Similar to Hanna-Barbera's successful Scooby-Doo, Where Are You!, Goober and the Ghost Chasers also features a group of teenagers solving spooky mysteries with their dog Goober. The Ghost Chasers use their equipment from the Apparition Kit (like the Specter Detector, the Poltergeist Powder, etc.) when it comes to determining whether the ghost is real or not. The major differences were that the ghosts they eventually find are real and would help in defeating the fake ghosts. Some of those people behind the mask of some fake ghosts are not criminals. Goober had the power to become invisible when he was scared by ghosts and his closest human companion is reckless instead of cowardly. Also unlike Scooby-Doo, Goober can talk more clearly.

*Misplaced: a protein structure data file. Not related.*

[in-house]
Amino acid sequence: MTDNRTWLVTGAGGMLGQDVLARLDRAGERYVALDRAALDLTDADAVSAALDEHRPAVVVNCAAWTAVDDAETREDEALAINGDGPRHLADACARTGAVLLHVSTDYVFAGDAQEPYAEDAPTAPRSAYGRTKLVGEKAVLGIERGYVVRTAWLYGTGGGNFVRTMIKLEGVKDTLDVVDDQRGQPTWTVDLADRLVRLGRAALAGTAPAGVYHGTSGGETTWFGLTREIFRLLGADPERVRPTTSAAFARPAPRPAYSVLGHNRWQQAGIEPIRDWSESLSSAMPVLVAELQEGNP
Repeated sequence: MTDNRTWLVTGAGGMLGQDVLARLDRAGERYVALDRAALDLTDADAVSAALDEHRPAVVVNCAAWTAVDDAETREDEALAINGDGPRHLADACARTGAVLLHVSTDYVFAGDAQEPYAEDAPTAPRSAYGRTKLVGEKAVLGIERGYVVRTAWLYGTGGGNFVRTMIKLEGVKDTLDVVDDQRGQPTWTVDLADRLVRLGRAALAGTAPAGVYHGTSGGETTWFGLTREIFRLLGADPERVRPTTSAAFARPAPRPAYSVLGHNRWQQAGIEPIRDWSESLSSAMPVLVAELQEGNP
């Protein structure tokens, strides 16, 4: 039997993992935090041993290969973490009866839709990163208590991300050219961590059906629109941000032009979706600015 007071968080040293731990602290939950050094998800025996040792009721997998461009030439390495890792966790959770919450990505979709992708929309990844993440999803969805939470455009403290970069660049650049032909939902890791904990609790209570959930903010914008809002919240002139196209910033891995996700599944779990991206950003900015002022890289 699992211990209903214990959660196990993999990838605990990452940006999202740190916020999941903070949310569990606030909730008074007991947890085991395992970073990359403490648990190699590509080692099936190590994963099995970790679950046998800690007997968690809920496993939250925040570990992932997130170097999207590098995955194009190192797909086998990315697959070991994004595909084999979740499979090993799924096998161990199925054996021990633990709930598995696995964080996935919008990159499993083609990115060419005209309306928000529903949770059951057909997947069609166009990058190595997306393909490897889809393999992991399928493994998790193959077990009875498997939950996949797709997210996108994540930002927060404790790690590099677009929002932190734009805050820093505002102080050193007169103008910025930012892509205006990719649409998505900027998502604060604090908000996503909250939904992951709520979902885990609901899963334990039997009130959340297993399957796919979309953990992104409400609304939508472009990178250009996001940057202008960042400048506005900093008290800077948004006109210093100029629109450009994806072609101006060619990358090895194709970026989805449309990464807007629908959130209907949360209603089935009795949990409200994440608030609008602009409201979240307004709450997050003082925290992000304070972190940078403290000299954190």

Tuesday, 8 July 2014

2 Stupid Dogs

Some animals are considered of low intelligence, but you's have to go some way to be as dumb as these 2 Stupid Dogs!

"Two Stupid Dogs" follows the lives of two dogs: the overly excited Little Dog (the dachshund) and easy-paced Big Dog (the sheepdog). These crazy canines don't know how to fit in the world, and they definitely don't have any know-how. They often find themselves in commonplace situations (going to the drive-in, walking through the mall, working on the farm), some not so common situations (stuck on a space shuttle, a contestant on a game show, getting mistaken for the prime minister) and even in some familiar situations (little red riding hood, Noah's ark, and Hanzel and Gretel). But no matter the situation, their stupidity usually leads them to calamitous results.

Monday, 7 July 2014


Time to snack on some pellets, scoff some fruit, chomp a power pill and gobble those ghosts! It's Pac-Man!